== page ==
This week I traveled down to Louisville, KY to the Louisville Digital Association’s event. They had Jay Baer, (@jaybaer) the author of Youtility speaking about his vision of marketing in a social media culture. There was no doubt I was going to enjoy it, he was among the first people I had heard say what I have been saying for the last several years, not exactly – but similar concepts. However, I had no idea how valuable this little trip was going to be for me and our clients.
If I had to summarize Jay’s message it is this – “Youtility is marketing so useful, people are willing to pay for it,” and we have to be “playing the long game” in today’s fragmented world. Attention spans are shrinking and the world is noisier and shiner than ever. What are you doing to capture the attention of your intended audience?
In his book he puts it this way:
“Youtility is massively useful information, provided for free, that creates long-term trust and kinship between your company and customers.”
One of the examples he gives of this hyper fragmentation is the fact that is 2006 there were approximately 35,000,000 blogs and today we have over 175,000,000 – and it’s not showing any signs of slowing.
Think of this example Jay uses in his book:
“In 1977, the number one television show in the United States was Happy Days. In 1977 Happy Days did a 31.5 rating, meaning that 31.5 percent of Americans living in a household with a television watched the program.
Ten years later, in 1987, the number one show was The Cosby Show, which did a 27.8 rating. Ten years after that, the number one show was Seinfeld. It did a 21.7 rating. And ten years later the number one show was American Idol, which did a 16.1 rating.
In 2011, for the first time, the number one show wasn’t really a show at all. Sunday Night Football did a seasonal average 12.9 rating as the number one television program in America”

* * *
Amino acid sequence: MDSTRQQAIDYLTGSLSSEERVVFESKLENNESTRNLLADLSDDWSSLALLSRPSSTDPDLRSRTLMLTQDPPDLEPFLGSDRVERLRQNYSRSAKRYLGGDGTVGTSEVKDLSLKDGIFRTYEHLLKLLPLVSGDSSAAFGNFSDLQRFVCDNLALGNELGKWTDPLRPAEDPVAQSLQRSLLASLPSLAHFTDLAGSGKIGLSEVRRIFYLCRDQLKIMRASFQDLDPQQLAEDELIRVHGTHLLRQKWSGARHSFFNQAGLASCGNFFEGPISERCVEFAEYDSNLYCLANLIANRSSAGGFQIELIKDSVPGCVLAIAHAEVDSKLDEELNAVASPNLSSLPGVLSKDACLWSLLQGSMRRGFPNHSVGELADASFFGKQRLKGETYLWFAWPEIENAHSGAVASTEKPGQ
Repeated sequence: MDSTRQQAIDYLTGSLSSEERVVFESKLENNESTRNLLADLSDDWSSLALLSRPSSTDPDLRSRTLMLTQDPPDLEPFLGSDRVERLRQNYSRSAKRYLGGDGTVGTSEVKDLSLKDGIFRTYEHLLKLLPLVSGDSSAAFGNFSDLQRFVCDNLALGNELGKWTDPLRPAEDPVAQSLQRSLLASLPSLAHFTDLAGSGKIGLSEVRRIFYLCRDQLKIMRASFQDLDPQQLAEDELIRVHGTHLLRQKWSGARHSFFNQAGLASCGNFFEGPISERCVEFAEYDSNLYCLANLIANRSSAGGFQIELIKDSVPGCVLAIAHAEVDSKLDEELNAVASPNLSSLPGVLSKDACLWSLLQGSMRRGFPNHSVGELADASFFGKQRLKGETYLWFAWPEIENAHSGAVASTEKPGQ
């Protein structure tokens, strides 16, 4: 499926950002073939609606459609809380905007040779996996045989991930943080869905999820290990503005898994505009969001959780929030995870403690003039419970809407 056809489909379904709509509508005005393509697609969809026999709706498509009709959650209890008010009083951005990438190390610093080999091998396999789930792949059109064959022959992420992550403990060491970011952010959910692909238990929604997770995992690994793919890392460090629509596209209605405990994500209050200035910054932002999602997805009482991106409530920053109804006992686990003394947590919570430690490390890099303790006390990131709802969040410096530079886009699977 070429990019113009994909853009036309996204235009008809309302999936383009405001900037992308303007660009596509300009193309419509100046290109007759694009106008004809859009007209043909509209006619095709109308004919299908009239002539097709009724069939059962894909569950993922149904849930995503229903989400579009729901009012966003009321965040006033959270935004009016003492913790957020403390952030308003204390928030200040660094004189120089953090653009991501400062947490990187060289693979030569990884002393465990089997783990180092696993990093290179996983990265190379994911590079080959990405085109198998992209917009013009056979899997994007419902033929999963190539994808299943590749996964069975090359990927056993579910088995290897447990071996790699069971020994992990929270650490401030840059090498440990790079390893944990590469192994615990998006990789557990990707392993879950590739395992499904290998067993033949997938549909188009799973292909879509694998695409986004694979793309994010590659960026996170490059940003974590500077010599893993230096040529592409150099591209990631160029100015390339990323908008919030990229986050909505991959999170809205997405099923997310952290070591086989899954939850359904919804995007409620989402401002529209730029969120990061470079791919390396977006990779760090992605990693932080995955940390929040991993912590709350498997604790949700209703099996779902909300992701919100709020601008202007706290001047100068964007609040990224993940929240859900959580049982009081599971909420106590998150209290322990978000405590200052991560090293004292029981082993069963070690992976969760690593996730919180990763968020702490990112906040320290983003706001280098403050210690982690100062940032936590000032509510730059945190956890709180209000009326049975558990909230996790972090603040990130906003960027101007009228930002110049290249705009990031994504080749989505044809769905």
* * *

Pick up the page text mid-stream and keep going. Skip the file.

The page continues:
What can be concluded is you have smaller and smaller targets to hit with your messaging. Add to that the difficulty brought about by the collision of commercial and personal messages in social media and you realize, as Jay said, “Your message is competing against EVERYTHING!”
So how do you create Youtility?
This year is the tipping point, 57% of cell phones are smart phones now with widgets, apps and browsers which means that nearly 60% of your audience is walking with the world’s information in their pants. (What a contrast from the set of Encyclopedia Britannica that mom and dad bought for the house circa 1972.)
People have questions and are constantly looking stuff up. Answer those questions. Marcus Sheridan of River Pools in Warsaw, VA has over 859 pages indexed with Google…most of them answering questions, NOT PROMOTING. The value to your business is this:
i. Questions create doubt
ii. Doubt creates friction
iii. Friction keeps people from taking action
Don’t be afraid to give knowledge away, some will use it for their own purposes, yea verily, some competitor may even use it…so what! Is your world so small that if you miss one to two you’ll go out of business? The great likelihood is you don’t have the capacity to serve every potential customer in your zip code, much less your market.
Right now someone is tweeting someone’s secret right now. Truth comes out today, more than ever so you may as well get used to doing business in a public spot-light. Learn how to make mistakes publicly and fix them publicly. (for an example of this, here is how I responded to a poor Yelp review for my 14 year old daughter’s dog sitting business)
Real Time Relevancy